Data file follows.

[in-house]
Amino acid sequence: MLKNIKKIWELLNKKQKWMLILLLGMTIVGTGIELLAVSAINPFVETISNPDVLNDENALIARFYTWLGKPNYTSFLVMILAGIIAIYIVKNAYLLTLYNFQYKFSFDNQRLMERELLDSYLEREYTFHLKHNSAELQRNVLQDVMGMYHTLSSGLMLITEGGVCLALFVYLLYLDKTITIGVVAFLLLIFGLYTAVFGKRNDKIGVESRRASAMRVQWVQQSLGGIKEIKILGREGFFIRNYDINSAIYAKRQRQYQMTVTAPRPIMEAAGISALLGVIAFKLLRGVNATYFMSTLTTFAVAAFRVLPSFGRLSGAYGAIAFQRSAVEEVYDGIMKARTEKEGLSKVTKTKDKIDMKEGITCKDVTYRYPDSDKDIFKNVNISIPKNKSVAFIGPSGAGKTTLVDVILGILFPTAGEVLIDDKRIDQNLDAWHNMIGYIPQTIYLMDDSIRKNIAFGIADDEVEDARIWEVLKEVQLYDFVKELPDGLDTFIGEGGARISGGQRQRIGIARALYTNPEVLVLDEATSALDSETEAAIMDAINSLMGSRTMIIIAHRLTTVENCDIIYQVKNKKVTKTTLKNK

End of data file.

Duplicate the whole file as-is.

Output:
[in-house]
Amino acid sequence: MLKNIKKIWELLNKKQKWMLILLLGMTIVGTGIELLAVSAINPFVETISNPDVLNDENALIARFYTWLGKPNYTSFLVMILAGIIAIYIVKNAYLLTLYNFQYKFSFDNQRLMERELLDSYLEREYTFHLKHNSAELQRNVLQDVMGMYHTLSSGLMLITEGGVCLALFVYLLYLDKTITIGVVAFLLLIFGLYTAVFGKRNDKIGVESRRASAMRVQWVQQSLGGIKEIKILGREGFFIRNYDINSAIYAKRQRQYQMTVTAPRPIMEAAGISALLGVIAFKLLRGVNATYFMSTLTTFAVAAFRVLPSFGRLSGAYGAIAFQRSAVEEVYDGIMKARTEKEGLSKVTKTKDKIDMKEGITCKDVTYRYPDSDKDIFKNVNISIPKNKSVAFIGPSGAGKTTLVDVILGILFPTAGEVLIDDKRIDQNLDAWHNMIGYIPQTIYLMDDSIRKNIAFGIADDEVEDARIWEVLKEVQLYDFVKELPDGLDTFIGEGGARISGGQRQRIGIARALYTNPEVLVLDEATSALDSETEAAIMDAINSLMGSRTMIIIAHRLTTVENCDIIYQVKNKKVTKTTLKNK